Can you tell me a little bit about Stealth Acoustics and how you came to be a speaker manufacturer?
Stealth Acoustics is a division of Dimensional Communications (DCI), a large systems integration firm for over 36 years in the Seattle area. While taking a demo of an invisible speaker offering in the late 1990’s, Paul Hagman president of DCI realized that invisible speakers were a very cool idea, but the limited available offerings were expensive, difficult to install and didn’t sound very good. Paul felt he could do better and since DCI had built Hi-Fi speakers as early as 1977, he had the background and shop facilities to take on the project. Through 2-years of R&D, DCI created its first invisible speaker and branded it â€œStealth Acousticsâ€. Our first speakers didn’t sound that good either but sounded as good or better than those available at the time and could be installed easier and at less cost. Based on this, we went to market and found an audience hungry for speaker solutions that solved aesthetic issues for home owners, interior designers and architects. As it turns out, our timing was excellent and we continually advanced our portfolio towards better sound and easier installation, winning prestigious industry awards along the way from CEDIA Lifetsyles for best new product in 2006, CEA TechHome Mark of Excellence and Residential Systems Magazine RESI awards.
Many people have heard about invisible speakers, but really don’t understand how they work â€“ can you explain how invisible speakers work in general? What are the technologies involved? Are there different types?
There are three basic types of invisible speakers; Transducer pucks which attach to a surface material like wood, drywall or glass and make sound by vibrating the surface. Distributed Mode Loudspeakers (DML) where exciter motors are attached to a panel and radiate de-correlated (non-point-source) sound. And flat-front-cone speakers which use typical speaker components, but instead of firing sound through a grill, use a special flat-front material as a combined speaker cone which can be painted or wallpapered. Stealth speakers fall into the last category and we’ve taken that flat-front cone, added a stiff â€œframeâ€ behind the panel so it can be mounted to studs or other framing material and made the whole form factor install like a segment of wallboard. All of our speakers are less than 3.5â€ deep, so they fit right into standard 2â€x4â€ or deeper stud bays. You can think of our speakers just like any high-quality visible ceiling or in-wall speaker, only with a flat-front that you can finish just like the rest of the adjoining surface, making the speaker totally disappear. Most invisible speakers, other than Stealth, have a limited frequency response, especially in the lower ranges. Stealth is the only company that can claim a totally invisible speaker solution that goes from 20Hz to 20kHz.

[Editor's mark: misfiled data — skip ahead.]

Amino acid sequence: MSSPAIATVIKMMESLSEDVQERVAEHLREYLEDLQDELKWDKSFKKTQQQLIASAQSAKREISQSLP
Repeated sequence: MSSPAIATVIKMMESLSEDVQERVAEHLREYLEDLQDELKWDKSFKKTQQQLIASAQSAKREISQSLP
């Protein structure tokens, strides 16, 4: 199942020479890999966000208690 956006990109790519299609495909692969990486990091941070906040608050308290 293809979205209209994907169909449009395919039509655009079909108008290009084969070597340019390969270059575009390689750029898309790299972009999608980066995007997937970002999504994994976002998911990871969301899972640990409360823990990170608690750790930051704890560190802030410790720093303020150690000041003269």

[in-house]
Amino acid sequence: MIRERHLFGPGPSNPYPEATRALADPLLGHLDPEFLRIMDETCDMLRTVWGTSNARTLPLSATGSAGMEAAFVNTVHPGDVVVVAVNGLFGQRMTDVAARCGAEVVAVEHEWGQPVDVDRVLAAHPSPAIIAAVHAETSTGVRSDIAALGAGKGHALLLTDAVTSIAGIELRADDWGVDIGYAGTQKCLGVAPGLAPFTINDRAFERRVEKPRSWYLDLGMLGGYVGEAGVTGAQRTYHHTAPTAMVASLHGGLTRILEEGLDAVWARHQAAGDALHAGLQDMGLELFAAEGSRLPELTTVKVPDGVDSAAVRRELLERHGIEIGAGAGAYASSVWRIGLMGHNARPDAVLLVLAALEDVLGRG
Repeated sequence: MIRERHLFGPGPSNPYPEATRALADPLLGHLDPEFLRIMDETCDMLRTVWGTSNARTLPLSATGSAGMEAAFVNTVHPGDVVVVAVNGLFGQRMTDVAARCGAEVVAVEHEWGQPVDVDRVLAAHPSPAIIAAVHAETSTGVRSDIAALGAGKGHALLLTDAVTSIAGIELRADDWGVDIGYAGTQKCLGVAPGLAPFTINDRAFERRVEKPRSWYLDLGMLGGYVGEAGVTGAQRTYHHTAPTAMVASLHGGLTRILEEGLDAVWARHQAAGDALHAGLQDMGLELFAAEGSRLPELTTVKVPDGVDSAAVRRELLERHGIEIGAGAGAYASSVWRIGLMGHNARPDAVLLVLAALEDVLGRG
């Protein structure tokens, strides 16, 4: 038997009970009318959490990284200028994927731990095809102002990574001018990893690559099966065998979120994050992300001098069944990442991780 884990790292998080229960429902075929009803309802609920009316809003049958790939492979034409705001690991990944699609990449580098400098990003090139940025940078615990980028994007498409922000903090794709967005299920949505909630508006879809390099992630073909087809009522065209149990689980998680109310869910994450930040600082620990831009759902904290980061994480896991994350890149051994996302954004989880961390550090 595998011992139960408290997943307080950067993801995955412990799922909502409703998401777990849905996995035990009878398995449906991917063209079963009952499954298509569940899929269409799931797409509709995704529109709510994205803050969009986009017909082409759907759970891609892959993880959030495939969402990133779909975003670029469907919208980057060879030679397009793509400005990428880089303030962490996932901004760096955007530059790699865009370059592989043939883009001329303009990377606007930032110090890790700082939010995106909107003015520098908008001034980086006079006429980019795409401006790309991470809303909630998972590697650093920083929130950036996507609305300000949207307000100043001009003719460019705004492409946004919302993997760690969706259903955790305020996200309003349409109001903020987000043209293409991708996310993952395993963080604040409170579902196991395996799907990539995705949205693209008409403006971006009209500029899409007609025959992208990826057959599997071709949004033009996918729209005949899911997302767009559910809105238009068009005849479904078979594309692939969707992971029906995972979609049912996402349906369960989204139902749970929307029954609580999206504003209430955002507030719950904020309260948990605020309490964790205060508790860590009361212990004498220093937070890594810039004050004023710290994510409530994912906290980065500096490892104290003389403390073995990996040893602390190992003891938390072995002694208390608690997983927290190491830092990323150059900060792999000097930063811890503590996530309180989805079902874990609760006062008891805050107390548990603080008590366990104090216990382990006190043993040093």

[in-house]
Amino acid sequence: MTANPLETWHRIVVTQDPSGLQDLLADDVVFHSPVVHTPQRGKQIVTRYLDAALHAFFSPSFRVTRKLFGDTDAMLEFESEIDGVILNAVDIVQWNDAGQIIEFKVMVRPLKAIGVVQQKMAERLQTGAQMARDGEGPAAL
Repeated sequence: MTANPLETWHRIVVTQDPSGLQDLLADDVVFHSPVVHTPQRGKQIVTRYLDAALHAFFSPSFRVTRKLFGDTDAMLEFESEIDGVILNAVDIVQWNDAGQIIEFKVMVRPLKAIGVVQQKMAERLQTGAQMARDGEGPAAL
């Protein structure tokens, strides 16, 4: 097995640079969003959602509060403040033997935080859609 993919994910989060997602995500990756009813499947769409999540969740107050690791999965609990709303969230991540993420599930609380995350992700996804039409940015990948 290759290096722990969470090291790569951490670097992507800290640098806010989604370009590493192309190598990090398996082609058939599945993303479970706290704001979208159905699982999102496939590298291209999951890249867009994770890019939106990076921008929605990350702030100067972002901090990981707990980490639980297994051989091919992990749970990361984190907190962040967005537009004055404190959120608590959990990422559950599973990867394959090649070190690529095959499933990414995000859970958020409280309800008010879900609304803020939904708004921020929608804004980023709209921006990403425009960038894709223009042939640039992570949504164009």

What specific technologies does Stealth use in its speakers? Why is this different than other invisibles?
Our invisible speakers use typical high-quality speaker components like cone woofers, rare-earth tweeters and multi-stage crossovers. DML speakers are typically constructed of single or multiple exciters of the same type and employ no crossovers, but may use filters to eliminate low sounds from the panel. The same is true for transducers. The key difference here is we create a multi-element speaker with different devices for highs and lows just like visible speakers. This allows us to use crossovers to send the right sounds to the right elements, once again just like regular speakers. To get the high and mid frequency stages to activate the flat-front cone properly, we use specialized carbon fiber stiffeners behind the panel face. Carbon fiber is stiff and light, which is a desirable material for creating accurate speakers.